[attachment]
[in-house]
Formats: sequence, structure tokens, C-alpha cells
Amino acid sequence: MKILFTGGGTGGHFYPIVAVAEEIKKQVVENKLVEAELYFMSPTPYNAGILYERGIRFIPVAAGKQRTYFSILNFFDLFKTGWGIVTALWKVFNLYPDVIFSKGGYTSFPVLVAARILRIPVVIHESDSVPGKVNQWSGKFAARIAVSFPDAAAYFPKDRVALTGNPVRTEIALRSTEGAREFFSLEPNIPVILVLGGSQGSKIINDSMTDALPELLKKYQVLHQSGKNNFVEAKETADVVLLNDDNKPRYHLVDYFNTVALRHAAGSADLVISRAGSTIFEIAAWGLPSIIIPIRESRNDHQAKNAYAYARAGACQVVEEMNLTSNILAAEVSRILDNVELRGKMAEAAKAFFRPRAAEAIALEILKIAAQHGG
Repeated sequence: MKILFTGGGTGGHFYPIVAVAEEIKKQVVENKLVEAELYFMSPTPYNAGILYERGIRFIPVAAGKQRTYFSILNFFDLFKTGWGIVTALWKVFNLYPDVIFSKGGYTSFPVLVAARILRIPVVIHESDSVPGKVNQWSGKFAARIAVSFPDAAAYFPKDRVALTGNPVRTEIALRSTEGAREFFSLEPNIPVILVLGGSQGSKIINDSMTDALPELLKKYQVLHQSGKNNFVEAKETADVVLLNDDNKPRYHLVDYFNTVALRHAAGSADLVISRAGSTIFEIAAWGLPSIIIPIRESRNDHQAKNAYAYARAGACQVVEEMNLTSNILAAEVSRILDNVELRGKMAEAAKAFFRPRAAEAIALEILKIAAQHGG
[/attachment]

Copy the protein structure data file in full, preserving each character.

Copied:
[in-house]
Formats: sequence, structure tokens, C-alpha cells
Amino acid sequence: MKILFTGGGTGGHFYPIVAVAEEIKKQVVENKLVEAELYFMSPTPYNAGILYERGIRFIPVAAGKQRTYFSILNFFDLFKTGWGIVTALWKVFNLYPDVIFSKGGYTSFPVLVAARILRIPVVIHESDSVPGKVNQWSGKFAARIAVSFPDAAAYFPKDRVALTGNPVRTEIALRSTEGAREFFSLEPNIPVILVLGGSQGSKIINDSMTDALPELLKKYQVLHQSGKNNFVEAKETADVVLLNDDNKPRYHLVDYFNTVALRHAAGSADLVISRAGSTIFEIAAWGLPSIIIPIRESRNDHQAKNAYAYARAGACQVVEEMNLTSNILAAEVSRILDNVELRGKMAEAAKAFFRPRAAEAIALEILKIAAQHGG
Repeated sequence: MKILFTGGGTGGHFYPIVAVAEEIKKQVVENKLVEAELYFMSPTPYNAGILYERGIRFIPVAAGKQRTYFSILNFFDLFKTGWGIVTALWKVFNLYPDVIFSKGGYTSFPVLVAARILRIPVVIHESDSVPGKVNQWSGKFAARIAVSFPDAAAYFPKDRVALTGNPVRTEIALRSTEGAREFFSLEPNIPVILVLGGSQGSKIINDSMTDALPELLKKYQVLHQSGKNNFVEAKETADVVLLNDDNKPRYHLVDYFNTVALRHAAGSADLVISRAGSTIFEIAAWGLPSIIIPIRESRNDHQAKNAYAYARAGACQVVEEMNLTSNILAAEVSRILDNVELRGKMAEAAKAFFRPRAAEAIALEILKIAAQHGG